- Ratings agency can find reputable insurance companies
- July 24, 2013
When selecting or evaluating a life insurance company, a logical place to begin is by reviewing the ratings given by the four major insurance rating services.
These ratings are an evaluation of an insurance company’s financial soundness and creditability, which are the opinion of any of the four rating agencies.
In some cases, the life insurance company will ask one or more rating companies for an evaluation and rating. The life insurance company will then pay a service fee to the rating agency, which typically ranges from $25,000 to $30,000 per rating.
The four major rating systems are A.M. Best Company, Standard and Poor’s Corporation, Moody’s Investors Service, and Fitch Ratings. Each company employs their own rating technique and evaluation process.
Each rating agency provides a description of its analysis while also defining the meaning of each rating, from the highest to the lowest level of importance.
Summary of Rating Services:
A.M. Best Company
On their homepage, you can simply enter the name of a company under the “Search Ratings” category and find the following information:
· Age of the company – minimum 50 years of experience is recommended
· Corporate address
· Company ownerships structure – stock or mutual funds
· Financial size category – recommended minimum is IX
· Business overview
· History of the company, including any mergers and acquisitions
In addition to this free data, A.M. Best also offers a complete company report for $19.95, which provides financial statistics for the past five years.
But unless you’re proficient at interpreting insurance company financials, this report may prove rather overwhelming
Standard & Poor’s
To access the insurer financial strength rating, click here. Here you can locate your insurance company and their rating report, which is quite detailed. Pay attention to the following information:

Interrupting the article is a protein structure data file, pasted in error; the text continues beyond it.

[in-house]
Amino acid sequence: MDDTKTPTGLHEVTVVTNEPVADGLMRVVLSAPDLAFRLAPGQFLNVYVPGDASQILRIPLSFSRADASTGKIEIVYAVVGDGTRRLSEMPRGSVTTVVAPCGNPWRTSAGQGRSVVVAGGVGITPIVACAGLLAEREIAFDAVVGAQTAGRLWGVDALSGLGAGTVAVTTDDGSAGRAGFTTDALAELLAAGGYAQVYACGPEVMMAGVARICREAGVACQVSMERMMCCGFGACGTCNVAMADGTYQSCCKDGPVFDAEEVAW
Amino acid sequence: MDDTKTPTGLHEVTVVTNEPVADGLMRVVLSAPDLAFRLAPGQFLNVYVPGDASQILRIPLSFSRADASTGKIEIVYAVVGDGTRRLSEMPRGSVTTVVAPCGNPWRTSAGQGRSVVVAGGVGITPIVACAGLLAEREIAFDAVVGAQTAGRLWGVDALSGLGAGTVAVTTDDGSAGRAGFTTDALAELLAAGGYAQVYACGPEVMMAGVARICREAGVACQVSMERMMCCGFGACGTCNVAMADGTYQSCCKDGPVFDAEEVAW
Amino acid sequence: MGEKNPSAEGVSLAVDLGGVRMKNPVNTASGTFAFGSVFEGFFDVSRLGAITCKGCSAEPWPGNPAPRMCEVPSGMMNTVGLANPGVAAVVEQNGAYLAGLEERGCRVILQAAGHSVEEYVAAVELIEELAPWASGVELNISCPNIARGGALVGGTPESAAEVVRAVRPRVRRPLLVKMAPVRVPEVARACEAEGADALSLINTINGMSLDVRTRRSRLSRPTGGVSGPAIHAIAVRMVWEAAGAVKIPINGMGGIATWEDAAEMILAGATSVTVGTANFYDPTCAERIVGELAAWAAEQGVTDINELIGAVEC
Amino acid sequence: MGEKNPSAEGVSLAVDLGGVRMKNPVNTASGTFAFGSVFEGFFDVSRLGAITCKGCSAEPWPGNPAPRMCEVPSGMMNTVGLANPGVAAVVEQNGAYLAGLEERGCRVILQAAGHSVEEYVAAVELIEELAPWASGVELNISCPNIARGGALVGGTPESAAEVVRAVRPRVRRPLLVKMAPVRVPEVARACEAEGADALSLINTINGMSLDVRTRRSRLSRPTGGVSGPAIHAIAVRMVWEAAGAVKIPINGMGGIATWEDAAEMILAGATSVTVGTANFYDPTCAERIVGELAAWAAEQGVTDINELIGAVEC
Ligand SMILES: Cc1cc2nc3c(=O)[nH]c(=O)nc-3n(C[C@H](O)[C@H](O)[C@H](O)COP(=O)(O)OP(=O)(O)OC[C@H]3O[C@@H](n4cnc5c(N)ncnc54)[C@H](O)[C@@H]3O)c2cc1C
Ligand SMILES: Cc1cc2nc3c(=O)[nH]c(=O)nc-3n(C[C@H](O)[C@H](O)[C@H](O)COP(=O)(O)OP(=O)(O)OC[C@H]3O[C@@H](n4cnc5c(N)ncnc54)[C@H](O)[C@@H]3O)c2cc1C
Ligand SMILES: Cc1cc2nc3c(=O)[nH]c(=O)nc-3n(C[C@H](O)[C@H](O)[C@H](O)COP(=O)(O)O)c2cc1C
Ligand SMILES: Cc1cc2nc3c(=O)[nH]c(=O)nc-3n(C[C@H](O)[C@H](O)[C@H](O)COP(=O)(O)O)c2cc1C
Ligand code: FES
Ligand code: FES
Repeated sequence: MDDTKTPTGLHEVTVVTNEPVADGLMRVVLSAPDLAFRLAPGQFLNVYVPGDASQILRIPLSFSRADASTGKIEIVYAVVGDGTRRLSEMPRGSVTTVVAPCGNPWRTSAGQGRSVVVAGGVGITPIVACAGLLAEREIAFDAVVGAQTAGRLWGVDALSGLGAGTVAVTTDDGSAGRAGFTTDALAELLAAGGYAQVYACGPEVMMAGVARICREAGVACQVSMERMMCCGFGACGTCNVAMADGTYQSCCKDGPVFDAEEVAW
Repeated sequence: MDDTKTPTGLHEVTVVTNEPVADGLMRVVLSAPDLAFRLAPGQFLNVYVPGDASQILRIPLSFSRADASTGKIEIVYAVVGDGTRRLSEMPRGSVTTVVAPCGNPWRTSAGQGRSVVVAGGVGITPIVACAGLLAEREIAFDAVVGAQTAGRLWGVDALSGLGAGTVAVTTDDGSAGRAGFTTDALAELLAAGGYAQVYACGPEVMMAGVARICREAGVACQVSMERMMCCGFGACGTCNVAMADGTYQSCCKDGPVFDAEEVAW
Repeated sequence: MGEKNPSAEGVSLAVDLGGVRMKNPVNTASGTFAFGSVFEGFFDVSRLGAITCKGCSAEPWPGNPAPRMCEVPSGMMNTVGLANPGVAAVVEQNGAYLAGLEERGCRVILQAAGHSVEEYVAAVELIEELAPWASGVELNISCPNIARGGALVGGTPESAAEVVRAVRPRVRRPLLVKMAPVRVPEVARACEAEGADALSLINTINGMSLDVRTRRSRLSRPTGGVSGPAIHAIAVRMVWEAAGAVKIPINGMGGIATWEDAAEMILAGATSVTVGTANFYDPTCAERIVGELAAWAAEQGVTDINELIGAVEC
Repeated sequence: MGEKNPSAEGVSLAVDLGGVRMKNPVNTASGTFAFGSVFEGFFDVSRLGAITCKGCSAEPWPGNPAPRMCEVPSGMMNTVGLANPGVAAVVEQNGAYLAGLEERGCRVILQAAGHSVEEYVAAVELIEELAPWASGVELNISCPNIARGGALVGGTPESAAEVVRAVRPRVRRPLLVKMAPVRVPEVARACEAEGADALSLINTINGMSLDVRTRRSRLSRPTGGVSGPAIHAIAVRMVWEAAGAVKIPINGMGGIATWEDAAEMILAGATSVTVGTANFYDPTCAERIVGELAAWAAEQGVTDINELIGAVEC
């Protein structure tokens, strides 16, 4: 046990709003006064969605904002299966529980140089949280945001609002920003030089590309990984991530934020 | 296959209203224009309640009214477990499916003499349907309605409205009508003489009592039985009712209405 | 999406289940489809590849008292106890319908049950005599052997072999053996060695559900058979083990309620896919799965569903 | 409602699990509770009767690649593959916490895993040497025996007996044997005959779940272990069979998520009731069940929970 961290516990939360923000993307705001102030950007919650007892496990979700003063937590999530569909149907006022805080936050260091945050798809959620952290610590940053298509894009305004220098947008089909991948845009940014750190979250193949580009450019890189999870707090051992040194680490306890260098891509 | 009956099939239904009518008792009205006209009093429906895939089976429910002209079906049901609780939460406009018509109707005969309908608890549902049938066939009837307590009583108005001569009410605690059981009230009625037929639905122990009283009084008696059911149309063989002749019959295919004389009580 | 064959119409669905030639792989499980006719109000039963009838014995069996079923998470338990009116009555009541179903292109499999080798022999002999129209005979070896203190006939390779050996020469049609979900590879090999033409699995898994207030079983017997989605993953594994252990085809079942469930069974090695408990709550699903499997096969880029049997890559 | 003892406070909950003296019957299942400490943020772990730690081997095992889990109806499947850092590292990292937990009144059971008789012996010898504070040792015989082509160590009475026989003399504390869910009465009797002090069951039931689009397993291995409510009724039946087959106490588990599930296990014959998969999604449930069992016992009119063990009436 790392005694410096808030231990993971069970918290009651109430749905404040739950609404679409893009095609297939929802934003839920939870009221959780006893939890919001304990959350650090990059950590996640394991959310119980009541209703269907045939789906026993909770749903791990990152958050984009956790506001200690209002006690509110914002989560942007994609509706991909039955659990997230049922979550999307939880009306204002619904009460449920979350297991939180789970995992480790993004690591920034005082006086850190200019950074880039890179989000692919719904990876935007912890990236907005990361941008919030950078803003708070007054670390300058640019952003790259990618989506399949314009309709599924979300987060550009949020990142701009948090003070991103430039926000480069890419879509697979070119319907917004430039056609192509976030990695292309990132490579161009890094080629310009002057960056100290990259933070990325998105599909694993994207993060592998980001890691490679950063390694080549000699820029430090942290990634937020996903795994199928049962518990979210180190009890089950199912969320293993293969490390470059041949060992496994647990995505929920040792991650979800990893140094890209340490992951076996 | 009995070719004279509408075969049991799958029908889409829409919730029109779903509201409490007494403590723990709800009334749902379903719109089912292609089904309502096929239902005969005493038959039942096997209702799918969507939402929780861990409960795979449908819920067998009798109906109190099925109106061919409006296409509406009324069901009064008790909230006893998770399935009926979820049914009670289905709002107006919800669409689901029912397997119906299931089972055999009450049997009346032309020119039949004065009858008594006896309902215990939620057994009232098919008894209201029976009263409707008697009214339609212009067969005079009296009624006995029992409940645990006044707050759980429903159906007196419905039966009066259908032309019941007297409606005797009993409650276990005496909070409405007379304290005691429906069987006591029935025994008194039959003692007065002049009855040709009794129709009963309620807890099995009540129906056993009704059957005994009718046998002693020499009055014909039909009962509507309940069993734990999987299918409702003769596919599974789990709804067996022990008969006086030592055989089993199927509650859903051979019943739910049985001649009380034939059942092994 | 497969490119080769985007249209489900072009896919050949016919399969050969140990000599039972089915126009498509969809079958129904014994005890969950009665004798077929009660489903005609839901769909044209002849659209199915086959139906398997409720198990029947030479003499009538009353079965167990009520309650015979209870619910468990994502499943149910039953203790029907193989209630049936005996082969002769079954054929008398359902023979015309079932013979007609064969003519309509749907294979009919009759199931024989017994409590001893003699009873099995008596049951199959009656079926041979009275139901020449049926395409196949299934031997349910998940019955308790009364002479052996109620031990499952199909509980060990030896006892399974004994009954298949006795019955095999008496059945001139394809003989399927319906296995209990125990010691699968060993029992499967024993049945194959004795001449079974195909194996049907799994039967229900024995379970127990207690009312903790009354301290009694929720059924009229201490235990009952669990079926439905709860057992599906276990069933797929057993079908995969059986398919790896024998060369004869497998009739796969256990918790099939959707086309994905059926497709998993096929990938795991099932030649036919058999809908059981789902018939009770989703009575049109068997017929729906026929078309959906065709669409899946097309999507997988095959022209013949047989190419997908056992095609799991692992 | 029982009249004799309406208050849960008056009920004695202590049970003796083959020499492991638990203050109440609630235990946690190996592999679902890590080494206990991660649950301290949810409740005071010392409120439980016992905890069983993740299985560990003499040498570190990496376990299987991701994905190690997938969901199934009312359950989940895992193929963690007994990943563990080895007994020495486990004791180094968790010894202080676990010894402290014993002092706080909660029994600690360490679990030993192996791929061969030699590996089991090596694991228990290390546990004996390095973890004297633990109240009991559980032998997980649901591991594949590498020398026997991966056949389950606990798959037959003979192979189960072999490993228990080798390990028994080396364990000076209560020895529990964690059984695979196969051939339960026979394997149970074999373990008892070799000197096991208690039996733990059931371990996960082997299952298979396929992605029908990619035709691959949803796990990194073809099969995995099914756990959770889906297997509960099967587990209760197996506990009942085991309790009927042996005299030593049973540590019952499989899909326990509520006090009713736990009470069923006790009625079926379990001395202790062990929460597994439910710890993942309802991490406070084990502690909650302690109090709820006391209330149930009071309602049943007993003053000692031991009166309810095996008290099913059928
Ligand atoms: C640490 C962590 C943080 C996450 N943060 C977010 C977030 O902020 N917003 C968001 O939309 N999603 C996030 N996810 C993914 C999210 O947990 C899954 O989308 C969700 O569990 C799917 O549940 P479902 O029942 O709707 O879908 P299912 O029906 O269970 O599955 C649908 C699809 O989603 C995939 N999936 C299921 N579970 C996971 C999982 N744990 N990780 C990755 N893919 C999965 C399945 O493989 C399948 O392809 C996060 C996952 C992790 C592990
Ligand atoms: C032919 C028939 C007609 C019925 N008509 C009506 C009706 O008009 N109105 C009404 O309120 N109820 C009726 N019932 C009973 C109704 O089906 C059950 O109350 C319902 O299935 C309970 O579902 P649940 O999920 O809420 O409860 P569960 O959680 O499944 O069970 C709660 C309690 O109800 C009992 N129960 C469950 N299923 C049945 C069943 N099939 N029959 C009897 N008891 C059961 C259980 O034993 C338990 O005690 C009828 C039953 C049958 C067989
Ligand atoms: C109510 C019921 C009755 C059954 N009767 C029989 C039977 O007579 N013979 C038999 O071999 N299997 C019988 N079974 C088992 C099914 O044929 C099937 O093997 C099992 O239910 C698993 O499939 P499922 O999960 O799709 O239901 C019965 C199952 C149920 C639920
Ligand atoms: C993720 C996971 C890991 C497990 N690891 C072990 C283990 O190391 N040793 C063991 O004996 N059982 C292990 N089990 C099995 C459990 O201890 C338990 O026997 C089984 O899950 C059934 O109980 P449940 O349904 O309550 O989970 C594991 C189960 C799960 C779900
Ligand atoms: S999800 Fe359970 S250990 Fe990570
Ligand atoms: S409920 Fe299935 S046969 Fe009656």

· Total assets for five years – goal is moderate growth over this period with a recommended minimum of $2 billion in assets
-Total liabilities – should experience roughly the same growth rate as total assets
-Net income – should remain relatively stable
-Business review and history
-Pie chart indicating company’s product sales – look for product diversification
If a company sells too much of any one policy type a sudden shock to the marketplace, such as a change in the economy or tax system, could result in a sharp decline in the company’s business.
The Financial Strength Rating Reports can be found here. In addition to a letter rating, Fitch provides a detailed business review and an overall outlook for the company. Pay attention to the following information
-Product mix – life, annuities, group insurance
-Company’s marketing focus – upscale and advanced marketing is usually a sign that much of the company’s business is tax-oriented
-Primary states where the company sells insurance – look for diversification
-Company’s reinsurance practices
-Quality of the assets in which the company invests
Insurance Financial Strength Ratings can be found here. It can sometimes be a challenge to find the page on each site; however, keep looking as the information is there. In order to gain access to most of the online information, you do need to establish a free account.
About Tony Steuer
Noted insurance author Tony Steuer has spent over 25 years in the life insurance industry. Steuer’s leadership roles include serving on the California Department of Insurance Curriculum board and the National Financial Educator's Council Curriculum Advisory Panel as well as having served as President of the San Francisco Chapter of the American Society of CLU & ChFC, President of the leading Life Insurance Producers of Northern California, and as a board member of the San Francisco Life Underwriters Association. Mr. Steuer is the author of Questions and Answers on Life Insurance: The Life Insurance Toolbook, The Questions and Answers on Life Insurance Workbook and The Questions and Answers on Disability Insurance Workbook - the first two were awarded the “Excellence in Financial Literacy (EIFLE) Award from the Institute of Financial Literacy. Steuer holds a Chartered Life Underwriter (CLU) designation and also holds the Life and Disability Insurance Analyst License, a designation that is held by less than thirty people in California.
Questions & Answers on Life Insurance by Tony Steuer, CLU, LA, CPFFE is licensed under a Creative Commons Attribution 3.0 Unported License.